When my grandfather packed up his family to move cross-state in pursuit of employment, he could hardly have imagined what the future would hold for them. It was the early 1970s, and good-paying jobs were scarce in southeastern Ohio. With hopeful prospects, the O’Neils left the foothills of Appalachia, hills they had inhabited for generations, and moved to the Detroit area. Grandpa knew the value of a good name, honest labor, and solidarity – something he learned from his parents who possessed little else besides these. In this new environment, Grandpa was able to provide a better lifestyle for his family than he received from his coal-mining father, and everyone who knew him associated our family name with hard work and integrity.
I am writing this from the café of my private college, miles away from Detroit, where I have been reflecting on my academic career and preparing mentally for an approaching graduation. I will soon enter the job market and begin a decades-long adventure as one of the educated working class. The opportunities ahead of me are far grander than any my grandfather could have imagined for himself, but they would be impossible without the foundation he began laying for me over 40 years ago, a foundation rested squarely on working class values.
“You’re an O’Neil – that should mean something to people,” my grandpa told me once, when as a little boy I was caught in a fib. He went on: “When they think about you, they should think about the good you stand for.”
There were always economic ups and downs for our family, but the one thing that remained constant was his integrity. People knew that he would stand up for what was right; he let them see that a good name has no connection to a bank account. In fact, he was always reasonably suspicious of those who attempted to let their money build their reputation. Rich or poor, doing what is right is what matters most and it should be the hallmark of any human being, regardless of class.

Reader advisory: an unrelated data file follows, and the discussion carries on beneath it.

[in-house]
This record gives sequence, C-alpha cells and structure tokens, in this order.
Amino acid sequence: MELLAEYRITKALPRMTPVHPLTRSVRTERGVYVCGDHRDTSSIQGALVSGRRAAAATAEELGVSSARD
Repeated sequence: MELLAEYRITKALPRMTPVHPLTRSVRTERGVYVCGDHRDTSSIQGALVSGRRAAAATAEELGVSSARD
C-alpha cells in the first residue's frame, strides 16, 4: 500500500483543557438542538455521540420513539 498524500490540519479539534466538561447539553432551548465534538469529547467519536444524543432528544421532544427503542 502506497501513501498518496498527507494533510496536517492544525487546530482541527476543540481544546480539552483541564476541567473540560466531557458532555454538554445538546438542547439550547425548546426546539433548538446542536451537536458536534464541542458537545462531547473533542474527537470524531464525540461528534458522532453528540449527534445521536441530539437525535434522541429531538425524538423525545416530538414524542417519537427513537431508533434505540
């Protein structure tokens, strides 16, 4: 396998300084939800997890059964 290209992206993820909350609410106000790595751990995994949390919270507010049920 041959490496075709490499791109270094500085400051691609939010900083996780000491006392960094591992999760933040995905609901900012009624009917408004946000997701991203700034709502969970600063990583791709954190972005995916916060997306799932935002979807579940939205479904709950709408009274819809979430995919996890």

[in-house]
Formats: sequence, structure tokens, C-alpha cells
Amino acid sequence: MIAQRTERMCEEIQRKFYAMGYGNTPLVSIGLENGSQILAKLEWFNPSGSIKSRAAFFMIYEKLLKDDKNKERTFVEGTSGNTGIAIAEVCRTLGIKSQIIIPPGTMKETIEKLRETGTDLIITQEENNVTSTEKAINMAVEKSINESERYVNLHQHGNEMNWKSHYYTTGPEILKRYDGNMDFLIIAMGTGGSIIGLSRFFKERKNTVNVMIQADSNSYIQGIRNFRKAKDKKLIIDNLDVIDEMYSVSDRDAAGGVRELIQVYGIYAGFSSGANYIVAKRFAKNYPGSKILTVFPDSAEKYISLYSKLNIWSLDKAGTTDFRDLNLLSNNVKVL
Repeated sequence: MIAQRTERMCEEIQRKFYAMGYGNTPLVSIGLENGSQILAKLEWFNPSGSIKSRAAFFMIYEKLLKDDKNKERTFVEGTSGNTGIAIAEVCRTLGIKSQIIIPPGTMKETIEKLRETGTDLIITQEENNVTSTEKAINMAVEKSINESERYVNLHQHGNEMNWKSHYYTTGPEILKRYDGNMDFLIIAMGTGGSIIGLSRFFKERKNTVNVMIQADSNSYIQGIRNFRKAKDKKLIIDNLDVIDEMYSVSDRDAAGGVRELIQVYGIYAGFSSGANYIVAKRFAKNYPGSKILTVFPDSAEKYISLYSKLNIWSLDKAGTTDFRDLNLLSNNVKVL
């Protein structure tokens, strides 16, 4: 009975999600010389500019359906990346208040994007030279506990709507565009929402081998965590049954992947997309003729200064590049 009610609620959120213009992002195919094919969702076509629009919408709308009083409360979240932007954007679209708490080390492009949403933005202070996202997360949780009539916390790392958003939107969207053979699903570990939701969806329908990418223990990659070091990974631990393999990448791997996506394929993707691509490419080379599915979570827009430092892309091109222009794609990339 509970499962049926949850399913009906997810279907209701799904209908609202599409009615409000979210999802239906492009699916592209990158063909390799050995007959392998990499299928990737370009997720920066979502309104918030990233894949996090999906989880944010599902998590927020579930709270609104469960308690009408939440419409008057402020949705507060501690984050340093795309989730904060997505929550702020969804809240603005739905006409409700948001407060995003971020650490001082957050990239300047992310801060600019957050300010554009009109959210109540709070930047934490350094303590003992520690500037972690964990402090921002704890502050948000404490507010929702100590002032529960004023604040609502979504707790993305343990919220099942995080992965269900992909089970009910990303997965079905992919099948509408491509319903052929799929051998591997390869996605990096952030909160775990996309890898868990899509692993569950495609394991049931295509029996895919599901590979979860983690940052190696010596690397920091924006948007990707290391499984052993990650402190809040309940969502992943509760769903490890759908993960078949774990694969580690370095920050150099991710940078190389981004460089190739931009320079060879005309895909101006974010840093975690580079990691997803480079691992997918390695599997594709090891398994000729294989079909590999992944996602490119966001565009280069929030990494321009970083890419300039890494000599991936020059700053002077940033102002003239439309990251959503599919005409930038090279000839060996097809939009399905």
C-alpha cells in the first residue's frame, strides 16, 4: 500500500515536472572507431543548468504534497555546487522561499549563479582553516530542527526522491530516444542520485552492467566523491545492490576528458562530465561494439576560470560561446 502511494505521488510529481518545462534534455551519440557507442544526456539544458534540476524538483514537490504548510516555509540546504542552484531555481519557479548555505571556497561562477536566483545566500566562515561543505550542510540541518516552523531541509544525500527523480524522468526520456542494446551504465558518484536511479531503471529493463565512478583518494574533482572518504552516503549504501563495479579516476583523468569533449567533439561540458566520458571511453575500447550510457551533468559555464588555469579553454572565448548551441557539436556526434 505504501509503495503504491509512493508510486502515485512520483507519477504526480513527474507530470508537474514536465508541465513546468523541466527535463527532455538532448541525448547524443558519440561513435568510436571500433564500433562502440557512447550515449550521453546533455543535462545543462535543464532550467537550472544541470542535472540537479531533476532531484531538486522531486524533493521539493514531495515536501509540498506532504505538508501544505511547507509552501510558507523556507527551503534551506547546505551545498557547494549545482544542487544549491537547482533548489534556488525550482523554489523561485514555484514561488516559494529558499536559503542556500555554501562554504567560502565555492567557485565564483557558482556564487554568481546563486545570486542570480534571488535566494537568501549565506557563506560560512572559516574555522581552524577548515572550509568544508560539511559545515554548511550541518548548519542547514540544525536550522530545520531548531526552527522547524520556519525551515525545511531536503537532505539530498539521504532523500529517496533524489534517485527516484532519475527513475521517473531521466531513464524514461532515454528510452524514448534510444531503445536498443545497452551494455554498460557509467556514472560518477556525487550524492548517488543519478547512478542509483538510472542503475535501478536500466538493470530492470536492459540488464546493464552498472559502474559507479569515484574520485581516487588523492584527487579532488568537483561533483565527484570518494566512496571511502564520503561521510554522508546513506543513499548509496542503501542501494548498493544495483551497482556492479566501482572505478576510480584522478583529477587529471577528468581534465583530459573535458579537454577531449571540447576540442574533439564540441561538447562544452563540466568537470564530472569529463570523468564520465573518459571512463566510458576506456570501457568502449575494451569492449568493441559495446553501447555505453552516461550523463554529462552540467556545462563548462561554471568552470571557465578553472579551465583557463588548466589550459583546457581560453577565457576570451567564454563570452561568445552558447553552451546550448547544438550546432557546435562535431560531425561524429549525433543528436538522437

To my grandfather, what is right, what matters most, is that which is equitable to all and builds solidarity among the working class. Grandpa knew his share of strikes, and many of them hit at very inconvenient times for himself and the family. Even when the strike came at a low point economically, my grandpa stood with his fellow workers and demanded that their voice be heard. Sometimes their demands were met. Sometimes they were not. But success did not necessarily depend on whether or not the bosses caved and threw the workers a bone once in a while. He measured it by how unified the voice of the workers became, how willing they were to form bonds of solidarity that could not be broken by the attempts of union-busters.
To be working class, especially in the time of my grandparents and their parents, was to possess nothing but what was inscribed in your character. They carried their most precious possessions around with them everywhere they went – and they shared them generously through genuine smiles and helping hands. By such strong solidarity, they lived the motto “An injury to one is an injury to all.” My working class ancestors didn’t need education, banks, or institutions running the show; they had each other and they had themselves, the only place they could assuredly place their trust.
I am not descended from bankers, Wall Street moguls, or CEOs of Fortune 500 companies. Surrounded by their grandchildren, I sit here in my college café and whisper words of gratitude for my distinct heritage. It is impossible for me to be ashamed of descending from Appalachian coal miners. Far from it! I am proud of the work they did. I glow at the thought of being bred from those whose toil built the heartland of America. These men and women understood what life was about, they understood what it meant to stand for something – something that is more powerful than all the gold of the capitalists.
Photo: Amy CC 2.0